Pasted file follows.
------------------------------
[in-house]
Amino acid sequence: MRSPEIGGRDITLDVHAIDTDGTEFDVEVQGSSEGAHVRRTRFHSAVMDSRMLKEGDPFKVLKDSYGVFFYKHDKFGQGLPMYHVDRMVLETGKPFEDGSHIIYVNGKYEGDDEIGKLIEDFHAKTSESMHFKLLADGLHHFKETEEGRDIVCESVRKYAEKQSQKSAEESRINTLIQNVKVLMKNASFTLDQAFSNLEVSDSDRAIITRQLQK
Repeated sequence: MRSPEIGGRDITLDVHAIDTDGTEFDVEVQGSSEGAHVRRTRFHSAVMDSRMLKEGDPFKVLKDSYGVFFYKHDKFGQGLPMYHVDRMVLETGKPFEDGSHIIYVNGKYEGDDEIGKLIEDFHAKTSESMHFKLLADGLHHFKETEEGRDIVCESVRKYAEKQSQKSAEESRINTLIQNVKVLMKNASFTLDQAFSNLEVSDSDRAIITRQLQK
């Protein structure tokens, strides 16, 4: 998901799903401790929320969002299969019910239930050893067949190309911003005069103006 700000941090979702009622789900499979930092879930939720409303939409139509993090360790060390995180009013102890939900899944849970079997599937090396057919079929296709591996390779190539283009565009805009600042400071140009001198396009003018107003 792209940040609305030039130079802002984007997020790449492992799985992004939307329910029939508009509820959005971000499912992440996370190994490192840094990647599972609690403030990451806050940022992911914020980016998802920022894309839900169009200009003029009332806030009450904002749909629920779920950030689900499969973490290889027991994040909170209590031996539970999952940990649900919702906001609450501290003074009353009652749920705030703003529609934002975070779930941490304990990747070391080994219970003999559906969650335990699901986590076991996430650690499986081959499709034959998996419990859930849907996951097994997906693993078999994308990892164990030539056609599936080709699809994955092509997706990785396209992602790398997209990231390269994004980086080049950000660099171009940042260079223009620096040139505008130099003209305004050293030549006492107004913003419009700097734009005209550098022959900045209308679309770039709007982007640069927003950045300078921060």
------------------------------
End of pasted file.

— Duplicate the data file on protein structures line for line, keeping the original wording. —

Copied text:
[in-house]
Amino acid sequence: MRSPEIGGRDITLDVHAIDTDGTEFDVEVQGSSEGAHVRRTRFHSAVMDSRMLKEGDPFKVLKDSYGVFFYKHDKFGQGLPMYHVDRMVLETGKPFEDGSHIIYVNGKYEGDDEIGKLIEDFHAKTSESMHFKLLADGLHHFKETEEGRDIVCESVRKYAEKQSQKSAEESRINTLIQNVKVLMKNASFTLDQAFSNLEVSDSDRAIITRQLQK
Repeated sequence: MRSPEIGGRDITLDVHAIDTDGTEFDVEVQGSSEGAHVRRTRFHSAVMDSRMLKEGDPFKVLKDSYGVFFYKHDKFGQGLPMYHVDRMVLETGKPFEDGSHIIYVNGKYEGDDEIGKLIEDFHAKTSESMHFKLLADGLHHFKETEEGRDIVCESVRKYAEKQSQKSAEESRINTLIQNVKVLMKNASFTLDQAFSNLEVSDSDRAIITRQLQK
């Protein structure tokens, strides 16, 4: 998901799903401790929320969002299969019910239930050893067949190309911003005069103006 700000941090979702009622789900499979930092879930939720409303939409139509993090360790060390995180009013102890939900899944849970079997599937090396057919079929296709591996390779190539283009565009805009600042400071140009001198396009003018107003 792209940040609305030039130079802002984007997020790449492992799985992004939307329910029939508009509820959005971000499912992440996370190994490192840094990647599972609690403030990451806050940022992911914020980016998802920022894309839900169009200009003029009332806030009450904002749909629920779920950030689900499969973490290889027991994040909170209590031996539970999952940990649900919702906001609450501290003074009353009652749920705030703003529609934002975070779930941490304990990747070391080994219970003999559906969650335990699901986590076991996430650690499986081959499709034959998996419990859930849907996951097994997906693993078999994308990892164990030539056609599936080709699809994955092509997706990785396209992602790398997209990231390269994004980086080049950000660099171009940042260079223009620096040139505008130099003209305004050293030549006492107004913003419009700097734009005209550098022959900045209308679309770039709007982007640069927003950045300078921060």